A-league needs injection of life

Janakan Seemampillai Roar Rookie

By , Janakan Seemampillai is a Roar Rookie

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    The A-league needs to be more exciting! That is the message from a lot of diehard football fans down under, but also more importantly from fringe football fans! The fanatics will always turn up to support their teams, but about the ones that leave when things aren’t exciting?

    So what can be done to revitalise a competition that is becoming stale and, for the lack of a better word, boring? Expanding the league to 14 teams is an obvious answer, as well as having a second tier. This though is a long-term solution and costs money thaat the game doesn’t appear to have at the moment. What can be done in the short term?

    Firstly, bring more flair and excitement to the league and secondly to get more fans into the game for better value prices.

    To satisfy the former, we need to recruit more players from Asia! One of the few upsides of seeing the Socceroos struggle against Asian opponents this World Cup qualifying campaign has been to see how much speed and skill that players from various Asian countries have.

    The Japanese star Keisuke Honda who currently plies his trade with Pachuka in the Mexican league is an absolute joy to watch.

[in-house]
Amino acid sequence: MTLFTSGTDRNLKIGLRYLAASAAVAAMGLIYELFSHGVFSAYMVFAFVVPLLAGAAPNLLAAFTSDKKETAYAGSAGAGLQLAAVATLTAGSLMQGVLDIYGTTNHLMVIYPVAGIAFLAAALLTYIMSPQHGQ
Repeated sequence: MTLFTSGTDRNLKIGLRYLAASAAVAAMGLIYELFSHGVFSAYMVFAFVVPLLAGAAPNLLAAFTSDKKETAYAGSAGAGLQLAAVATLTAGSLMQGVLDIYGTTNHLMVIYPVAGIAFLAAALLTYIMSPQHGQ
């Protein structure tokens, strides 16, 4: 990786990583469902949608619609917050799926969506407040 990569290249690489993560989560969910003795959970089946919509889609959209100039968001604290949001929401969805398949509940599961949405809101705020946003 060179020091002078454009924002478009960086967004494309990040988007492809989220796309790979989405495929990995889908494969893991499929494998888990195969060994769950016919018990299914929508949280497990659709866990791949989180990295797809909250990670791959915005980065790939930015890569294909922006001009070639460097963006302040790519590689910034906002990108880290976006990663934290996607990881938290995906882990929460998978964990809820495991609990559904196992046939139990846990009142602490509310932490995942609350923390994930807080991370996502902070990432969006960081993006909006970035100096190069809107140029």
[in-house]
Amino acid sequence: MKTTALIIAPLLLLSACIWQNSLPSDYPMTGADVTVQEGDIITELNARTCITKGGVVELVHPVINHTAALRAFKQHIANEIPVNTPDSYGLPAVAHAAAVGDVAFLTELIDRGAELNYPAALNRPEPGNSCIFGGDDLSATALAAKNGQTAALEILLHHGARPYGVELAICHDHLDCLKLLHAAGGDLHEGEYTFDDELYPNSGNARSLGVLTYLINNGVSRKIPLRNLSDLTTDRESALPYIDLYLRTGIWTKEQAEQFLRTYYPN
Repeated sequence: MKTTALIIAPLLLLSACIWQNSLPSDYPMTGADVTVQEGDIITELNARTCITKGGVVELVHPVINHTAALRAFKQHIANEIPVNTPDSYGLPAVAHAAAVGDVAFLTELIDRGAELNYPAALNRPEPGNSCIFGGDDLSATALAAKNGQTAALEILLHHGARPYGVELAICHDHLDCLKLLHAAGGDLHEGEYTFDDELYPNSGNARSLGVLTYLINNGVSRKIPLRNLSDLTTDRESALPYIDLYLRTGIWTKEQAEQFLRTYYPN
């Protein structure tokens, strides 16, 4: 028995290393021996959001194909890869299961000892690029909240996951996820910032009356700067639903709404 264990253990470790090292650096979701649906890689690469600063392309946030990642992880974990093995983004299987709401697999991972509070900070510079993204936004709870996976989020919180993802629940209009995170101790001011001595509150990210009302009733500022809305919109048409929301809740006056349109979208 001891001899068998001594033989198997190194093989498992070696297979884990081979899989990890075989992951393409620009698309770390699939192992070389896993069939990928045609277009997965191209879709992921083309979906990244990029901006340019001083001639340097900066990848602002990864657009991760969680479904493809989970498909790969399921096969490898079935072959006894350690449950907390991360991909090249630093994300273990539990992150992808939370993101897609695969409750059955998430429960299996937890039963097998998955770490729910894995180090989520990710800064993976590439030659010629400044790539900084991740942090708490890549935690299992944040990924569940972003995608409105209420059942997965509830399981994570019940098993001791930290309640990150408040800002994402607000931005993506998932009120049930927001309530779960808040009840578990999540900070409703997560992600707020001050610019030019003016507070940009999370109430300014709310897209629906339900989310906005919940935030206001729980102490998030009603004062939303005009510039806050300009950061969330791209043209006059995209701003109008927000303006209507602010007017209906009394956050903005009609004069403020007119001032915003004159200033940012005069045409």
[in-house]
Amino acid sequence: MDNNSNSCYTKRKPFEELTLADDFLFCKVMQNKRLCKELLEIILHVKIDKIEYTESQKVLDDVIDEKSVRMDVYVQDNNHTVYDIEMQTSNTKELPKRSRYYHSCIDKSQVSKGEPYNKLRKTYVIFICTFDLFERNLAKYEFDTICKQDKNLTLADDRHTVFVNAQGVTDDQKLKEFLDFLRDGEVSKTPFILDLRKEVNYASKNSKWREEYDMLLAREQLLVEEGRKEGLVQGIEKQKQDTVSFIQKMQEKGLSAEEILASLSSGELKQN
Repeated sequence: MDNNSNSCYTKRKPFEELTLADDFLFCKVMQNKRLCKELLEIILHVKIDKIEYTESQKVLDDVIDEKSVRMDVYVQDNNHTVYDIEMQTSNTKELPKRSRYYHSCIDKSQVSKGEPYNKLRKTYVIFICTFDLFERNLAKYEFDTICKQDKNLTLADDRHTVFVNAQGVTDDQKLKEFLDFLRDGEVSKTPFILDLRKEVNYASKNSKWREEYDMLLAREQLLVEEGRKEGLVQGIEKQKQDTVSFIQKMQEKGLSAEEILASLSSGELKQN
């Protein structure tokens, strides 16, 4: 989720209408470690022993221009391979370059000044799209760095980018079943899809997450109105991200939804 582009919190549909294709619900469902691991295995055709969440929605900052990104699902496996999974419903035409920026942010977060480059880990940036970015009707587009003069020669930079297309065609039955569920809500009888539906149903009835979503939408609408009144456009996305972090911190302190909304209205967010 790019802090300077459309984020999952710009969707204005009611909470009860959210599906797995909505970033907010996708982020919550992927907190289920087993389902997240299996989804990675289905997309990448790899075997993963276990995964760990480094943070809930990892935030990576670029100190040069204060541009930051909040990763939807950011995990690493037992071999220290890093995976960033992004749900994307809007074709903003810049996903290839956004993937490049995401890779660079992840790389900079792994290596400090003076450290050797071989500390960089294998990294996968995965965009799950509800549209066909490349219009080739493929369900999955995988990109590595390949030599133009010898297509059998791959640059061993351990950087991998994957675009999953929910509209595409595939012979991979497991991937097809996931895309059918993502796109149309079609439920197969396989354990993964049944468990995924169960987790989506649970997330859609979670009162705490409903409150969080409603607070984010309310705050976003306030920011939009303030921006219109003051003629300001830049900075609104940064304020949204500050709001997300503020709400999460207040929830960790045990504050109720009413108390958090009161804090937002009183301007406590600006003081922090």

He has been a thorn in the Socceroos side in years gone by and it would be a huge boost to the A-league to have a player like him weave his magic around pitches in Australia. Shinji Ono was a wonderful marquee in the Western Sydney Wanderers first two years of existence. That Eastern flair he brought to the league boosted the Wanderers, their fans and the league in general.

    Chanatip Songkrasin from Thailand, nicknamed “Messie Jay” due to being Asia’s version of the Argentine legend, was absolute class for the “War Elephants” in their 2018 World Cup qualifying campaign despite them finishing last in their group. He ran Australia ragged in the 2-2 draw in Bangkok last November in a result that ultimately cost the Socceroos direct qualification to Russia.

    Seeing him touch and tease the ball as he danced around Aussie defenders with finesse and intelligent positioning was football at its finest.

    There are likely more players of his mould in the Thai League 1 who are just waiting for an opportunity to play in a higher profile competition. The A-league clubs should send scouts to flush them out!

    As far as the Middle Eastern players go, Omar Abdulrahman from the UAE is an exciting and vibrant young player who makes the Emirati’s one of the most thrilling teams to watch in Asia. He plays for Al-Ain and is on good coin no doubt. He would be someone well worth the investment for an A-league club.

    Omar Al Somah and Faris Al-Khatib from Syria were a major problem for Australia in the first leg of the World Cup qualifier in Melaka last Thursday due to their searing speed and classy moves.